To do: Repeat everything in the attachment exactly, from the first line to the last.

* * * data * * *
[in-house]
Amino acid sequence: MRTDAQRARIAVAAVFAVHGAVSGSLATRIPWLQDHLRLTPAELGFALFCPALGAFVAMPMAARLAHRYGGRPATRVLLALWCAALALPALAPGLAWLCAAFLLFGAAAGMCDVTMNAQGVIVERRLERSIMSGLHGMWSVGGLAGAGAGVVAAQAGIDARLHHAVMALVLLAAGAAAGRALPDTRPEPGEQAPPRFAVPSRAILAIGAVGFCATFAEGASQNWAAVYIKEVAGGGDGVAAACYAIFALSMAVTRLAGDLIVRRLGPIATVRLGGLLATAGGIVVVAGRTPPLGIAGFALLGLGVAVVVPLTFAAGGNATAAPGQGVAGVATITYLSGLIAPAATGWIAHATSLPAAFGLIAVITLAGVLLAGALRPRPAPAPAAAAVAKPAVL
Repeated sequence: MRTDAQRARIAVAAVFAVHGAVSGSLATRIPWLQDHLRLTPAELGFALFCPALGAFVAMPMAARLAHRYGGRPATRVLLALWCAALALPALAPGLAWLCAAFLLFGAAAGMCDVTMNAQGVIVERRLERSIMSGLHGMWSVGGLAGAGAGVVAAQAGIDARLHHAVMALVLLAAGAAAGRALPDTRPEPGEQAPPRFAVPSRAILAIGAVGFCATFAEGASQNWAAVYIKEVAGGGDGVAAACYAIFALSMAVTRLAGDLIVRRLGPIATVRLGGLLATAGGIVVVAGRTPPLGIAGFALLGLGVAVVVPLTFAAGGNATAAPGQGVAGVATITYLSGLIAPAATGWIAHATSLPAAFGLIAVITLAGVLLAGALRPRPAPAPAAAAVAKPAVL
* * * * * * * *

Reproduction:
[in-house]
Amino acid sequence: MRTDAQRARIAVAAVFAVHGAVSGSLATRIPWLQDHLRLTPAELGFALFCPALGAFVAMPMAARLAHRYGGRPATRVLLALWCAALALPALAPGLAWLCAAFLLFGAAAGMCDVTMNAQGVIVERRLERSIMSGLHGMWSVGGLAGAGAGVVAAQAGIDARLHHAVMALVLLAAGAAAGRALPDTRPEPGEQAPPRFAVPSRAILAIGAVGFCATFAEGASQNWAAVYIKEVAGGGDGVAAACYAIFALSMAVTRLAGDLIVRRLGPIATVRLGGLLATAGGIVVVAGRTPPLGIAGFALLGLGVAVVVPLTFAAGGNATAAPGQGVAGVATITYLSGLIAPAATGWIAHATSLPAAFGLIAVITLAGVLLAGALRPRPAPAPAAAAVAKPAVL
Repeated sequence: MRTDAQRARIAVAAVFAVHGAVSGSLATRIPWLQDHLRLTPAELGFALFCPALGAFVAMPMAARLAHRYGGRPATRVLLALWCAALALPALAPGLAWLCAAFLLFGAAAGMCDVTMNAQGVIVERRLERSIMSGLHGMWSVGGLAGAGAGVVAAQAGIDARLHHAVMALVLLAAGAAAGRALPDTRPEPGEQAPPRFAVPSRAILAIGAVGFCATFAEGASQNWAAVYIKEVAGGGDGVAAACYAIFALSMAVTRLAGDLIVRRLGPIATVRLGGLLATAGGIVVVAGRTPPLGIAGFALLGLGVAVVVPLTFAAGGNATAAPGQGVAGVATITYLSGLIAPAATGWIAHATSLPAAFGLIAVITLAGVLLAGALRPRPAPAPAAAAVAKPAVL